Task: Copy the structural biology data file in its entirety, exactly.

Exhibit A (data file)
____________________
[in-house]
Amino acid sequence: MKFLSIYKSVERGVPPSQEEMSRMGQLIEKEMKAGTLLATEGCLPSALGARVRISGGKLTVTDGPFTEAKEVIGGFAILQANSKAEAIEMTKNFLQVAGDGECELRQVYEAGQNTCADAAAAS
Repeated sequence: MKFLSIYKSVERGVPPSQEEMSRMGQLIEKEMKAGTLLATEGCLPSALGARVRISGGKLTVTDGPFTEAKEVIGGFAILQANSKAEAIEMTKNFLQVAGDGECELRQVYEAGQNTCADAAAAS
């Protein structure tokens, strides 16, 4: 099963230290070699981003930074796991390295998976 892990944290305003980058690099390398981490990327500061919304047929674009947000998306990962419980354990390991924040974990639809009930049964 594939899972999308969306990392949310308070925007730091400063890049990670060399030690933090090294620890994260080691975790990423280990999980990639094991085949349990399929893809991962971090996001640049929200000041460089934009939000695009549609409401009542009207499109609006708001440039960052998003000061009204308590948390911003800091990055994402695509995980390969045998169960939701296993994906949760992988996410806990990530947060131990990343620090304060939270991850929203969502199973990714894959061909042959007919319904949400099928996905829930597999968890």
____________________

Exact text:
[in-house]
Amino acid sequence: MKFLSIYKSVERGVPPSQEEMSRMGQLIEKEMKAGTLLATEGCLPSALGARVRISGGKLTVTDGPFTEAKEVIGGFAILQANSKAEAIEMTKNFLQVAGDGECELRQVYEAGQNTCADAAAAS
Repeated sequence: MKFLSIYKSVERGVPPSQEEMSRMGQLIEKEMKAGTLLATEGCLPSALGARVRISGGKLTVTDGPFTEAKEVIGGFAILQANSKAEAIEMTKNFLQVAGDGECELRQVYEAGQNTCADAAAAS
């Protein structure tokens, strides 16, 4: 099963230290070699981003930074796991390295998976 892990944290305003980058690099390398981490990327500061919304047929674009947000998306990962419980354990390991924040974990639809009930049964 594939899972999308969306990392949310308070925007730091400063890049990670060399030690933090090294620890994260080691975790990423280990999980990639094991085949349990399929893809991962971090996001640049929200000041460089934009939000695009549609409401009542009207499109609006708001440039960052998003000061009204308590948390911003800091990055994402695509995980390969045998169960939701296993994906949760992988996410806990990530947060131990990343620090304060939270991850929203969502199973990714894959061909042959007919319904949400099928996905829930597999968890």